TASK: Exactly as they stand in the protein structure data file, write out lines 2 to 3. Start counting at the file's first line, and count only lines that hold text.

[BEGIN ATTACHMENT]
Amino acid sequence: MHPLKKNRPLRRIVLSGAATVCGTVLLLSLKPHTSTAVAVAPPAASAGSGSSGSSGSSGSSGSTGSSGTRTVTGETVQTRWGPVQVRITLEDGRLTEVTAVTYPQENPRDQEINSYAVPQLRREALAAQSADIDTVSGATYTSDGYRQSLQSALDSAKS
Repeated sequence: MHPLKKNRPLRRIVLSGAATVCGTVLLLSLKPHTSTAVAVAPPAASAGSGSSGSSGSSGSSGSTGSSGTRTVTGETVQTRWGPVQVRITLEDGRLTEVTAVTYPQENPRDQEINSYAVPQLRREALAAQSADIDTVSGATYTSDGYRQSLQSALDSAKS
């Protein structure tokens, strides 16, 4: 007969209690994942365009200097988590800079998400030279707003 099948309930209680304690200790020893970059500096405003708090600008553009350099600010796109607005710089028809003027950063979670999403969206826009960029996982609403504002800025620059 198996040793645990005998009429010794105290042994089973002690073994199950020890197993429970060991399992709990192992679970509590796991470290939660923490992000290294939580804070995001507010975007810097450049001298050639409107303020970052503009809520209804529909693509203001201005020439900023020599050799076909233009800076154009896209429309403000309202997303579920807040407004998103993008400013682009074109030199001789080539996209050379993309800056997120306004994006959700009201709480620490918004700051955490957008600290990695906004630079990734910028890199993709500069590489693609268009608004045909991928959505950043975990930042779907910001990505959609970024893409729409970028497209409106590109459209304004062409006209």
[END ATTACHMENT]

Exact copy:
Repeated sequence: MHPLKKNRPLRRIVLSGAATVCGTVLLLSLKPHTSTAVAVAPPAASAGSGSSGSSGSSGSSGSTGSSGTRTVTGETVQTRWGPVQVRITLEDGRLTEVTAVTYPQENPRDQEINSYAVPQLRREALAAQSADIDTVSGATYTSDGYRQSLQSALDSAKS
């Protein structure tokens, strides 16, 4: 007969209690994942365009200097988590800079998400030279707003 099948309930209680304690200790020893970059500096405003708090600008553009350099600010796109607005710089028809003027950063979670999403969206826009960029996982609403504002800025620059 198996040793645990005998009429010794105290042994089973002690073994199950020890197993429970060991399992709990192992679970509590796991470290939660923490992000290294939580804070995001507010975007810097450049001298050639409107303020970052503009809520209804529909693509203001201005020439900023020599050799076909233009800076154009896209429309403000309202997303579920807040407004998103993008400013682009074109030199001789080539996209050379993309800056997120306004994006959700009201709480620490918004700051955490957008600290990695906004630079990734910028890199993709500069590489693609268009608004045909991928959505950043975990930042779907910001990505959609970024893409729409970028497209409106590109459209304004062409006209």